My heart aches, hope it's not my son: Japanese hostage's father after seeing IS' video
Suggesting that the new video purportedly showing the beheaded picture of one of the Japanese hostages may be highly credible, Japanese PM Shinzo Abe has condemned the video calling it “outrageous” and reiterated his demand to release another hostage unharmed.
Tokyo: Suggesting that the new video purportedly showing the beheaded picture of one of the Japanese hostages may be highly credible, Japanese PM Shinzo Abe has condemned the video calling it “outrageous” and reiterated his demand to release another hostage unharmed.
Speaking to reporters, PM Abe issued a strong condemnation of the IS video, calling it “outrageous and impermissible”.
He also sympathised with the family of the victim saying, "Considering the unbearable pain and sorrow that his family must be feeling, I am speechless".
Meanwhile, Barack Obama who arrived in India today for a three-day visdit, called Japanese PM Shinzo Abe and paid condolence for Haruna Yukawa's murder by ISIS.
President Obama called #Japan PM Abe to offer condolences for murder by ISIL of Haruna Yukawa & convey solidarity w/Japanese people
— @NSCPress (@NSCPress) January 25, 2015
For Yukawa's distraught father, it is hard to believe that the news of his son's death is true.
Reacting after the video of his son's death was released, the slain hostage's father Shoichi Yukawa told Japanese reporters how his mind went completely "blank" after hearing the news.
Yukawa's father who wanted his face not to be shown on the TV, was speaking to media with his back facing thecameras.
"My mind went totally blank...I cannot find words,” he was quoted as saying by Japan Times. “My heart aches that it has turned out to be like this. I hope it is not my son, but I just feel awful".
Hoping against hope, the aggrieved father of the slain hostage wished that his son was still alive and that he would hug him if he ever saw him.
"If I am ever reunited with him, I just want to give him a big hug," he added elegiacally.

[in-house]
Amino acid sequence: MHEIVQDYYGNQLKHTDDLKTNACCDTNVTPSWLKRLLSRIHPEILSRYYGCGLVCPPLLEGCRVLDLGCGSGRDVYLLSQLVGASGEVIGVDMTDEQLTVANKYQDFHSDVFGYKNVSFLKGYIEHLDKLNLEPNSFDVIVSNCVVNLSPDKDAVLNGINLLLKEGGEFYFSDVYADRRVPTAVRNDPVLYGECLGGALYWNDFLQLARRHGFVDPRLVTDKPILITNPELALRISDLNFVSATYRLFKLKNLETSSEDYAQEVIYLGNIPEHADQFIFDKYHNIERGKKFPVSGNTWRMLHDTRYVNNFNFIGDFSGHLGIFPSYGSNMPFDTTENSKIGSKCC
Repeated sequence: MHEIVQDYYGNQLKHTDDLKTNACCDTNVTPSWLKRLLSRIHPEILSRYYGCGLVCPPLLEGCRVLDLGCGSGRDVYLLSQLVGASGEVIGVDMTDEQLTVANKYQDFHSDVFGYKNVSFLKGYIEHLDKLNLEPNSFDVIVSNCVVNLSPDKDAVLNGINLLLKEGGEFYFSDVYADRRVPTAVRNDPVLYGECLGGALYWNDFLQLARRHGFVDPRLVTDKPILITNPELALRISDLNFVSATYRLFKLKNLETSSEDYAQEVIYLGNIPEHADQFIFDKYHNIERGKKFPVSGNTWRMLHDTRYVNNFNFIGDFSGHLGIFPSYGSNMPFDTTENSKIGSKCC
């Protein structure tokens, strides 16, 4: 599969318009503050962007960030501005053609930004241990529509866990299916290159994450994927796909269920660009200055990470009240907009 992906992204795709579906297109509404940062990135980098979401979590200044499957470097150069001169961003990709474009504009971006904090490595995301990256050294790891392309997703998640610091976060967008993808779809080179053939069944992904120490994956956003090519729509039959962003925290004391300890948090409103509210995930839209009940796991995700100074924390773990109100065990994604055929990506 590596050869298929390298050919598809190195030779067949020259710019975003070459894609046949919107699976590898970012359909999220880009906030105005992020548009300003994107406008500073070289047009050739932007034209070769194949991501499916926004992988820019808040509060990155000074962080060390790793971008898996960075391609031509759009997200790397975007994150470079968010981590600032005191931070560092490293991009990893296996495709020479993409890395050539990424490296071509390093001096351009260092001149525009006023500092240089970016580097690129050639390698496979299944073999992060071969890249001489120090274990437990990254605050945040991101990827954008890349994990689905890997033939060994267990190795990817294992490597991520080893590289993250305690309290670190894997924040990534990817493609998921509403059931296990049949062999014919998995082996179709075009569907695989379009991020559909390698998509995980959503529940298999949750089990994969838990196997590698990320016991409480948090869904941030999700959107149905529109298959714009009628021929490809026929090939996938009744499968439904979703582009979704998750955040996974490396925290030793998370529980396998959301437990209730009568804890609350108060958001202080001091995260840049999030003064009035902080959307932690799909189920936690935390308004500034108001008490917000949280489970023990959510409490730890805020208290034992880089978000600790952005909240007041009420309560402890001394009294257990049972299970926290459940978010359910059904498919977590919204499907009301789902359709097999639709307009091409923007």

Amid talks of uncertainty over the video's authenticity, PM Abe hinted that the video may be authentic, calling it “of high credibility”.
Earlier, the US and Japanese officials were trying to establish the authenticity of the video that has been shot in a different style than previous beheading videos.
In the latest video that lasts for nearly three minutes, one of the hostages, Kenji Goto Jogo, a Japanese journalist, poses with what he says is the beheaded picture of another hostage Haruno Yukawa.
The Islamic State in the new video has used Goto to convey their new demand, according to which the extremists would agree to swap the surviving hostage with an Iraqi militant imprisoned in Jordan named "Sajida al-Rishawi".The beheading video comes after the IS' earlier ultimatum of 72 hours expired on Saturday.
Giving an ultimatum of 3 days to pay a ransom of $200 million, the ISIS had on Tuesday said that the ransom demanded was to compensate for Japan's 'stupid' support for the US-led coalition bombing the Islamic State in Iraq and Syria.
It can be noted that Japanese PM Shinzo Abe who is on a Middle East tour, had in Cairo pledged $200 mn in non-military aid to help the countries affected by the blood-smeared offensive by the ISIS in Syria and Iraq, in turn triggering mass exodus of refugees
— SITE Intel Group (@siteintelgroup) January 24, 2015
However, the video shows a still image of Jogo and also lacks the usual attribution to al-Furqan Media Foundation, a primary media arm of the group, says the SITE Intel group.
— Rita Katz (@Rita_Katz) January 24, 2015
The Islamic State has earlier beheaded two US journalists James Foley and Steven Sotloff, and aid worker Peter Kassig and also British aid workers David Haines and Alan Henning.
The ISIS has also held British photojournalist John Cantlie as a captive, using him as a sort of spokesperson, as he has appeared in a series of ISIS propaganda videos.